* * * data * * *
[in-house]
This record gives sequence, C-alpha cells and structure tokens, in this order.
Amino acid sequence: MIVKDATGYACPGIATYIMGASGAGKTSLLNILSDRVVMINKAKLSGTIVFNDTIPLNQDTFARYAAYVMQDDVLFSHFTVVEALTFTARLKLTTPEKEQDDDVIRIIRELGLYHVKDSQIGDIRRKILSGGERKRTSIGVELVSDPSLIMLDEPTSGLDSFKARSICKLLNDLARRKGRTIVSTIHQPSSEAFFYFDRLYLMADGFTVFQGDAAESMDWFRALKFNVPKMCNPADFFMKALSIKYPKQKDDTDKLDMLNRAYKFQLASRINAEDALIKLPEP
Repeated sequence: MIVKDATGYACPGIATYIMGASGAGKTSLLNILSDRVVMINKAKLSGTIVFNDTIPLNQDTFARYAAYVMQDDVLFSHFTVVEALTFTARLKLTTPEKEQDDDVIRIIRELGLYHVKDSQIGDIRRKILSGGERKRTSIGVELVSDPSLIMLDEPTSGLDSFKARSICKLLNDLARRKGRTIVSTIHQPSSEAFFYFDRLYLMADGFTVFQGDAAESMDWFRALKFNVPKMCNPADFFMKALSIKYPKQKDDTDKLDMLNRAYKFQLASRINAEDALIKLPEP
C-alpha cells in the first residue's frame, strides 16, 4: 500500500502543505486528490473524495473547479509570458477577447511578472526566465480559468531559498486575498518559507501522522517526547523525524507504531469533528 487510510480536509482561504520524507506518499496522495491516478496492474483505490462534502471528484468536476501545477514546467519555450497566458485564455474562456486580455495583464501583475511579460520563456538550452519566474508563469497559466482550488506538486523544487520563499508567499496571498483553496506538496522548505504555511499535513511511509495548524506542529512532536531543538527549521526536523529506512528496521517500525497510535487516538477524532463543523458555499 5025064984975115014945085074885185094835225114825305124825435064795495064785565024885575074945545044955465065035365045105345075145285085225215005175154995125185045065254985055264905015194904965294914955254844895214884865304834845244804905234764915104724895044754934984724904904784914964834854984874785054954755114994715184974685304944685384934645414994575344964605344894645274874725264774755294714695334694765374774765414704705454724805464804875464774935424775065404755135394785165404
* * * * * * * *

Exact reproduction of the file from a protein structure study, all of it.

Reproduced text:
[in-house]
This record gives sequence, C-alpha cells and structure tokens, in this order.
Amino acid sequence: MIVKDATGYACPGIATYIMGASGAGKTSLLNILSDRVVMINKAKLSGTIVFNDTIPLNQDTFARYAAYVMQDDVLFSHFTVVEALTFTARLKLTTPEKEQDDDVIRIIRELGLYHVKDSQIGDIRRKILSGGERKRTSIGVELVSDPSLIMLDEPTSGLDSFKARSICKLLNDLARRKGRTIVSTIHQPSSEAFFYFDRLYLMADGFTVFQGDAAESMDWFRALKFNVPKMCNPADFFMKALSIKYPKQKDDTDKLDMLNRAYKFQLASRINAEDALIKLPEP
Repeated sequence: MIVKDATGYACPGIATYIMGASGAGKTSLLNILSDRVVMINKAKLSGTIVFNDTIPLNQDTFARYAAYVMQDDVLFSHFTVVEALTFTARLKLTTPEKEQDDDVIRIIRELGLYHVKDSQIGDIRRKILSGGERKRTSIGVELVSDPSLIMLDEPTSGLDSFKARSICKLLNDLARRKGRTIVSTIHQPSSEAFFYFDRLYLMADGFTVFQGDAAESMDWFRALKFNVPKMCNPADFFMKALSIKYPKQKDDTDKLDMLNRAYKFQLASRINAEDALIKLPEP
C-alpha cells in the first residue's frame, strides 16, 4: 500500500502543505486528490473524495473547479509570458477577447511578472526566465480559468531559498486575498518559507501522522517526547523525524507504531469533528 487510510480536509482561504520524507506518499496522495491516478496492474483505490462534502471528484468536476501545477514546467519555450497566458485564455474562456486580455495583464501583475511579460520563456538550452519566474508563469497559466482550488506538486523544487520563499508567499496571498483553496506538496522548505504555511499535513511511509495548524506542529512532536531543538527549521526536523529506512528496521517500525497510535487516538477524532463543523458555499 5025064984975115014945085074885185094835225114825305124825435064795495064785565024885575074945545044955465065035365045105345075145285085225215005175154995125185045065254985055264905015194904965294914955254844895214884865304834845244804905234764915104724895044754934984724904904784914964834854984874785054954755114994715184974685304944685384934645414994575344964605344894645274874725264774755294714695334694765374774765414704705454724805464804875464774935424775065404755135394785165404